Titans Hunt #1
Written by: Dan Abnett
Art by: Paulo Siqueira, Geraldo Borges, Hi-Fi
Today marked the release of the final episode of “Life is Strange”, a poignant if not redundant game and spent the better part of an afternoon emotionally flagellating myself with psychopaths, time travel, and a big Fuck all tornado. So when it came time to review my weekly book I opted for the most straight forward, fun looking one. And what do ya know? “Titans Hunt” #1 looked like a barrel of monkeys with fireworks. So I dove inside and figured out DC’s number one rule for making a book “Good”—add one Dick Grayson and give it a shake.
Perhaps you’re wondering what “Titans Hunt” is about. Let me answer that by providing an example. You know that comic book troupe where a whole team of heroes has collective amnesia about one specific event but now it’s come back from the past with troubling consequences? You know, like they did in “She-Hulk”, “Secret War”, or that time Zatanna gave everyone mind wipes like they were gift bags at an award show. Yeah, it’s a really common story but here’s the thing: because “Titans Hunt” is simply plugging in a formula means the book can flex within the confines of the troupe without getting off track. The characters acting out the parts are fully flushed out and have a clear motivation without spending three pages pointing them in the direction of the plot. They’re dropped into the scene, something is weird but they can’t place it, they investigate, bang, wallop, we’re good.
As I said before, Dick Grayson is in this book and he’s pretty much the star. Yeah, the book is a Titans book but right now they have smaller parts than Featured Players on SNL. The book goes through a great fight scene choreographed perfectly for Dick, lots of jumping and face kicking. Then a brief cutaway to someone else at a boat house on an island—back to Dick and he’s throwing punches and banter. Dick is in the middle of a warehouse on the docks surrounded by a hundred guys… Oh yeah, and and Roy Harper is in Oklahoma for some explicable reason—then cut back to Dick; he has a gun out and he’s gonna take these guys down. It gets so bad that they introduce Aqualad into the middle of Dick’s fight scene. Don’t get me wrong, the fight scenes were done really well and they were technically integral to the plot but for a while there I was wondering why they didn’t name this book “Titans Hunt: Also Grayson”.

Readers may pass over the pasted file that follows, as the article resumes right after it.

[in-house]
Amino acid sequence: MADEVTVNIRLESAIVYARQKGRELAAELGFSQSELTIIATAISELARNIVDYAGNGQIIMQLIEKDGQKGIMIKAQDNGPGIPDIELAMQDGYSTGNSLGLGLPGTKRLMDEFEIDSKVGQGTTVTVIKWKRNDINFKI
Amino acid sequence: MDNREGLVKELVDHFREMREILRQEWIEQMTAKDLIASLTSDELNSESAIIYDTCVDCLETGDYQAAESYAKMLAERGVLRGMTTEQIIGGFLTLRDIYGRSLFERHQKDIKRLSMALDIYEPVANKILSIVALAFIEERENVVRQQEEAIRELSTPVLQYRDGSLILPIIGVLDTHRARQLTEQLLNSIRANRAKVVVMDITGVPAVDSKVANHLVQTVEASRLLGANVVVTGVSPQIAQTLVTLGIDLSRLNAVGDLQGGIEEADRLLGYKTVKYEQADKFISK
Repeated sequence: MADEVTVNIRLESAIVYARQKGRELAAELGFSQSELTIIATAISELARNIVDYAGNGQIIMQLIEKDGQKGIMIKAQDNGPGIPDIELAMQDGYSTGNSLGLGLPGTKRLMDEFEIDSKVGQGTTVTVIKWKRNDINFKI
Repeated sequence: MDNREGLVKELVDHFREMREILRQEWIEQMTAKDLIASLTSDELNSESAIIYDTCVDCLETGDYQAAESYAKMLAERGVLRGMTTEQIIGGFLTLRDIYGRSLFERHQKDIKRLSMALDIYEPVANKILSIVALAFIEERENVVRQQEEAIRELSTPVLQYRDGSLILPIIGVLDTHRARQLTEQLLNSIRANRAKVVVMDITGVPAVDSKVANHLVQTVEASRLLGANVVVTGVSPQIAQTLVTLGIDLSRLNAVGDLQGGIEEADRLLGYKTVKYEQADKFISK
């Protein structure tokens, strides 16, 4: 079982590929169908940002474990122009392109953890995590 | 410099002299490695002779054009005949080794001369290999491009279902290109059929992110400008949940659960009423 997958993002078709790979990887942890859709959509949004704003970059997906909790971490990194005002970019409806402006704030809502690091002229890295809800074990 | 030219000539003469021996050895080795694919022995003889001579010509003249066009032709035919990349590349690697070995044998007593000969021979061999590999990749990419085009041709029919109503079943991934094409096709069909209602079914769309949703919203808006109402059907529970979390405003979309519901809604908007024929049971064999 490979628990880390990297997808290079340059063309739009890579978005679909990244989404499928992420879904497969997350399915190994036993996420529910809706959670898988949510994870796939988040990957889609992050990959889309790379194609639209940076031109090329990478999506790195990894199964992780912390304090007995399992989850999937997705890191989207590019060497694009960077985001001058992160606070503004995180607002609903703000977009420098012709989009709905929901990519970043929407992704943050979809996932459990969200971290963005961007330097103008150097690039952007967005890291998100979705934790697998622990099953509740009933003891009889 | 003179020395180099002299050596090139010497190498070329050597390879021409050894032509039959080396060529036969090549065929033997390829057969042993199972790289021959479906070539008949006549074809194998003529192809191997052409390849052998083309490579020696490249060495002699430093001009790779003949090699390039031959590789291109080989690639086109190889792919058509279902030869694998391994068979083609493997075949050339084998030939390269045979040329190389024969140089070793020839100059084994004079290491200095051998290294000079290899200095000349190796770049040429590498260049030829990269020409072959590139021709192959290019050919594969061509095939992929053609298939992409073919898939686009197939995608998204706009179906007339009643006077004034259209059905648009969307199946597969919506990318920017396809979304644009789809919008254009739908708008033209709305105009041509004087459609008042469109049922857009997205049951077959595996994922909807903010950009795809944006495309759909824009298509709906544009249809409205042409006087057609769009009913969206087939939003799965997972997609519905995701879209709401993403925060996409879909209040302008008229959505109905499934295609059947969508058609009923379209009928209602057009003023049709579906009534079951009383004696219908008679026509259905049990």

There are a lot of strengths to this book. Like I said before, the fighting is action packed and really cool. The feeling of the book still feels like a Teen Titan book. And best of all, it’s a miniseries! Thank God, because I love Dan Abnett but I think all of us see this story is going to play itself out mighty quick. So many books these days start with a really good idea and come out strong. Their story and characterization are so well thought out so it seems they could make masterpieces forever. Two story arcs down the line we’re all groaning as yet another terrible issue comes out that meanders and doesn’t know where it’s going. Please, please keep this book as a mini-series because right now there is good motivation for the team. There’s amnesia spread over a group of people, Atlantis is involved somehow, and there’s this mysterious telepath warning that someone is watching. That is a crafted story with a definite and finite ending. I don’t want to pick up the book a year from now when they’re desperately trying to find a reason for Lobo to be there.
Of all the things “Invincible” has done they haven’t quite gotten to forced amnesia yet. Though with their current storyline, they are attempting a “reboot”. Mark is being forced to live in a world where he knows the cause and effect of everything that’s going to happen—or at least he thinks he does. This is a fun joke that could last all of about two pages before getting stale. But Robert Kirkman always has a way of taking a simple joke premise and adding weight. It doesn’t take long before living in the emotional turmoil he’s already experienced nearly breaks him. My hope is that Dan Abnett can achieve something similar, ratcheting up the tension of living in a vague déjà vu. Madness needs to be a definite consequence of losing a chapter of their lives.